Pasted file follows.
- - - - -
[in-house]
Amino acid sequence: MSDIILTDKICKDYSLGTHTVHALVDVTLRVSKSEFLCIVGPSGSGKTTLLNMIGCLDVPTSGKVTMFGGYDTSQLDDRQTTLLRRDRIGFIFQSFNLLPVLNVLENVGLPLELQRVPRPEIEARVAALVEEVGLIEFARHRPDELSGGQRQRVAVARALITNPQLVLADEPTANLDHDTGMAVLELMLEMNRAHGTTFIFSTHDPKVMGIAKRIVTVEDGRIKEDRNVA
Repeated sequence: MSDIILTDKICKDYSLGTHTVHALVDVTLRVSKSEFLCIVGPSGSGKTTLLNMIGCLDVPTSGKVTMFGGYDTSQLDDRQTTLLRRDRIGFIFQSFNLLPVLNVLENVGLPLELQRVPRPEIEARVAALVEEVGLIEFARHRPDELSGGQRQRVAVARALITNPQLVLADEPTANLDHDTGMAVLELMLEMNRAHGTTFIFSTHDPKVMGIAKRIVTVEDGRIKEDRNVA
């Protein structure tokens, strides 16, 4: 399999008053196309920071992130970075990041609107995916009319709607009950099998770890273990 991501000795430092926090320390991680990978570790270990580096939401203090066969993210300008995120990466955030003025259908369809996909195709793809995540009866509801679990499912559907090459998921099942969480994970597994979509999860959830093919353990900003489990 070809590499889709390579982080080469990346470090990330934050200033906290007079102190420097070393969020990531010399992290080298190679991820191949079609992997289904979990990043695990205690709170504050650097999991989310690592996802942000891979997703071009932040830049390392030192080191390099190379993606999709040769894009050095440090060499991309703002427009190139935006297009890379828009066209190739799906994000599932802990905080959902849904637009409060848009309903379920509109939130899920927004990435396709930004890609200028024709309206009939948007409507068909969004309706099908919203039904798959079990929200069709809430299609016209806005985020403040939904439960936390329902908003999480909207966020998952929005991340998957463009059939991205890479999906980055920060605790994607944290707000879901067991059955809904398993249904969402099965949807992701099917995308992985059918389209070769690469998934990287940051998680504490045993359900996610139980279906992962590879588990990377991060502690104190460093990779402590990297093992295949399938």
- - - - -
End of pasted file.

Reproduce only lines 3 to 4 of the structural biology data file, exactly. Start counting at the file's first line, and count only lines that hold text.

Repeated sequence: MSDIILTDKICKDYSLGTHTVHALVDVTLRVSKSEFLCIVGPSGSGKTTLLNMIGCLDVPTSGKVTMFGGYDTSQLDDRQTTLLRRDRIGFIFQSFNLLPVLNVLENVGLPLELQRVPRPEIEARVAALVEEVGLIEFARHRPDELSGGQRQRVAVARALITNPQLVLADEPTANLDHDTGMAVLELMLEMNRAHGTTFIFSTHDPKVMGIAKRIVTVEDGRIKEDRNVA
């Protein structure tokens, strides 16, 4: 399999008053196309920071992130970075990041609107995916009319709607009950099998770890273990 991501000795430092926090320390991680990978570790270990580096939401203090066969993210300008995120990466955030003025259908369809996909195709793809995540009866509801679990499912559907090459998921099942969480994970597994979509999860959830093919353990900003489990 070809590499889709390579982080080469990346470090990330934050200033906290007079102190420097070393969020990531010399992290080298190679991820191949079609992997289904979990990043695990205690709170504050650097999991989310690592996802942000891979997703071009932040830049390392030192080191390099190379993606999709040769894009050095440090060499991309703002427009190139935006297009890379828009066209190739799906994000599932802990905080959902849904637009409060848009309903379920509109939130899920927004990435396709930004890609200028024709309206009939948007409507068909969004309706099908919203039904798959079990929200069709809430299609016209806005985020403040939904439960936390329902908003999480909207966020998952929005991340998957463009059939991205890479999906980055920060605790994607944290707000879901067991059955809904398993249904969402099965949807992701099917995308992985059918389209070769690469998934990287940051998680504490045993359900996610139980279906992962590879588990990377991060502690104190460093990779402590990297093992295949399938």